In our current study, 2 – 6% of patients reported clinically significant worsening, which is marginally lower than what has been reported in previous studies. This may be explained by methodological and population factors.
In our sample of 22 patients with bipolar TRD, zero experienced symptomatic worsening at any time point. This preliminary finding is encouraging and merits further investigation.
Our community-based study may possess greater external validity (generalizability) than an RCT to the real-world, treatment-seeking, complex TRD population, as compared to conventional antidepressant studies that were primarily conducted in patients whose depression is not treatment resistant.
The study herein has several limitations, including a lack of active or placebo control, subject-expectancy bias, and the potential influence of comorbidity on treatment outcomes.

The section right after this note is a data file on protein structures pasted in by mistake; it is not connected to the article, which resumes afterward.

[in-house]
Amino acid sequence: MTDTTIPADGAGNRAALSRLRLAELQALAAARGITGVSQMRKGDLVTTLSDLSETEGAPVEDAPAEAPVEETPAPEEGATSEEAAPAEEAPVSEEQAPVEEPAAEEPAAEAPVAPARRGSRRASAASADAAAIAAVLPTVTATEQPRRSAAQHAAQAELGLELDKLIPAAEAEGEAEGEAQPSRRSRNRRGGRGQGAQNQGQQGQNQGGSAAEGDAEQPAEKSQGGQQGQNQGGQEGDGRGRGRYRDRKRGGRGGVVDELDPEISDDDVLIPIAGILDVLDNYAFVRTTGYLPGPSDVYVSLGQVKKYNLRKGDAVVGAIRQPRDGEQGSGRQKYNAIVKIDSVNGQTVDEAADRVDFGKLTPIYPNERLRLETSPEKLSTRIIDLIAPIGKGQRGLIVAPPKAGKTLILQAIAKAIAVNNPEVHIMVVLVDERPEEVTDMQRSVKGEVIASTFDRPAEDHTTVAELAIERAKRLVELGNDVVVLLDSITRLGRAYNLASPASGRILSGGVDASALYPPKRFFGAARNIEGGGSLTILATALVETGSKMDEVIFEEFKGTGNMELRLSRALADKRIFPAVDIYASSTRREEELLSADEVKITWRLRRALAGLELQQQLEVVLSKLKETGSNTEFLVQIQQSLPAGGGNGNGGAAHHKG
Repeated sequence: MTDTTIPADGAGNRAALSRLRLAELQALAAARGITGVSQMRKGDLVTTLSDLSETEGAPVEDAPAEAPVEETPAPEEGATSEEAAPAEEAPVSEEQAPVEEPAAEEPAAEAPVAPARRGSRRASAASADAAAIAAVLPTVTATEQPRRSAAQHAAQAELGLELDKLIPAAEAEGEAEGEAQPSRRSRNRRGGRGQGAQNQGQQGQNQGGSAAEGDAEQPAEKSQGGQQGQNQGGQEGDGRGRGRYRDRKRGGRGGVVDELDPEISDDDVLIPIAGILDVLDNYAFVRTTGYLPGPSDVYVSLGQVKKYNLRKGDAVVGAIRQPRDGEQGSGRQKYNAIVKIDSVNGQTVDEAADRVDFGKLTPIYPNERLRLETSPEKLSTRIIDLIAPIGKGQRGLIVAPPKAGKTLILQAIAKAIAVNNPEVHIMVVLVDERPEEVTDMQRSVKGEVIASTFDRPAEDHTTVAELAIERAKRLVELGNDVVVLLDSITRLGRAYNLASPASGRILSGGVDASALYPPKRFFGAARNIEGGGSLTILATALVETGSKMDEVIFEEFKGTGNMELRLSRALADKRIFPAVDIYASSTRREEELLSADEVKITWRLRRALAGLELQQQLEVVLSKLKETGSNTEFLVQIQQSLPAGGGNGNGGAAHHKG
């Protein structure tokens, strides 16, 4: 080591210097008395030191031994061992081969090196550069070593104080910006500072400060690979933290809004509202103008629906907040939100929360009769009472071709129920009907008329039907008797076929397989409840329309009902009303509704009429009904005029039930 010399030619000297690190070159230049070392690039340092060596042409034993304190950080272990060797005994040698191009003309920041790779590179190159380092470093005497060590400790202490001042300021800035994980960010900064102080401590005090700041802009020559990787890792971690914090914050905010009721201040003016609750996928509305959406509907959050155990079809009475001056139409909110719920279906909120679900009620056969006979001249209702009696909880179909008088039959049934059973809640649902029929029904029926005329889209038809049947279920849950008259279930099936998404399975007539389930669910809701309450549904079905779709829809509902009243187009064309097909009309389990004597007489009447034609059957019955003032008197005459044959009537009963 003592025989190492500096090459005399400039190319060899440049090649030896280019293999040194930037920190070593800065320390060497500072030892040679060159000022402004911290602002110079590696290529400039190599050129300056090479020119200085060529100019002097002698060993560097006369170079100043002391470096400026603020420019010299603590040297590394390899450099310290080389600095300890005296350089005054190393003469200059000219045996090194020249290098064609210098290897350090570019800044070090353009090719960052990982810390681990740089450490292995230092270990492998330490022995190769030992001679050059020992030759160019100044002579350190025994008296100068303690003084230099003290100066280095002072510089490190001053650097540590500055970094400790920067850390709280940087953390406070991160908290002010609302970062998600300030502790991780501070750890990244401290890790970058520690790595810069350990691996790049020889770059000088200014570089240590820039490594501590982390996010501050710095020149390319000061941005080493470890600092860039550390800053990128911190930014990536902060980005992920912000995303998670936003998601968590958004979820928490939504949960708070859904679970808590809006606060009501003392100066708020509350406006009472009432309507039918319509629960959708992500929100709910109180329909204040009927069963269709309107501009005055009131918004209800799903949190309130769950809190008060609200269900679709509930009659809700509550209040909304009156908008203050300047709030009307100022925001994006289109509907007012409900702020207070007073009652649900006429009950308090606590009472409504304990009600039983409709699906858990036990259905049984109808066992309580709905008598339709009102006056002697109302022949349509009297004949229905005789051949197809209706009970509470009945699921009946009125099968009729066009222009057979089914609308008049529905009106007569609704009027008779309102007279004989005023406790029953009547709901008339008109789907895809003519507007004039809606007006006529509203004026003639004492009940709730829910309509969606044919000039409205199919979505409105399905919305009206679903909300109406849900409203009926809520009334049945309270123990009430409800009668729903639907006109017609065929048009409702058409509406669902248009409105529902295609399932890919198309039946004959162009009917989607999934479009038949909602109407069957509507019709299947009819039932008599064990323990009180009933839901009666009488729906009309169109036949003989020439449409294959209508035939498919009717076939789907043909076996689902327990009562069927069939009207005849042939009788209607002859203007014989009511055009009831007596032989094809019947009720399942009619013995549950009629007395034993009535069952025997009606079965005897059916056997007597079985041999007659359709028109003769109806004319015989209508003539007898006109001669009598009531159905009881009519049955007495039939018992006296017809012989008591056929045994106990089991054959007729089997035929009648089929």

Ketamine, a novel antidepressant, has provided much hope and optimism for patients and clinicians, but a very small proportion of patients report worsening depression scores after initiating treatment. Clinicians must remain vigilant for signs of worsening among their patients.
CRediT authorship contribution statement
Joshua D. Di Vincenzo, Orly Lipsitz, Nelson B. Rodrigues, Brett D.M. Jones, Yena Lee, Leanna M.W. Lui, Kayla M. Teopiz, Roger Ho, Kangguang Lin, Flora Nasri, Roger S. McIntyre, Joshua D. Rosenblat contributed to this work.
Declaration of Competing Interest
JDR has received grant support from CIHR, the Canadian Cancer Society, the Canadian Psychiatric Association, the American Psychiatric Association, the American Society of Psychopharmacology, and the University of Toronto.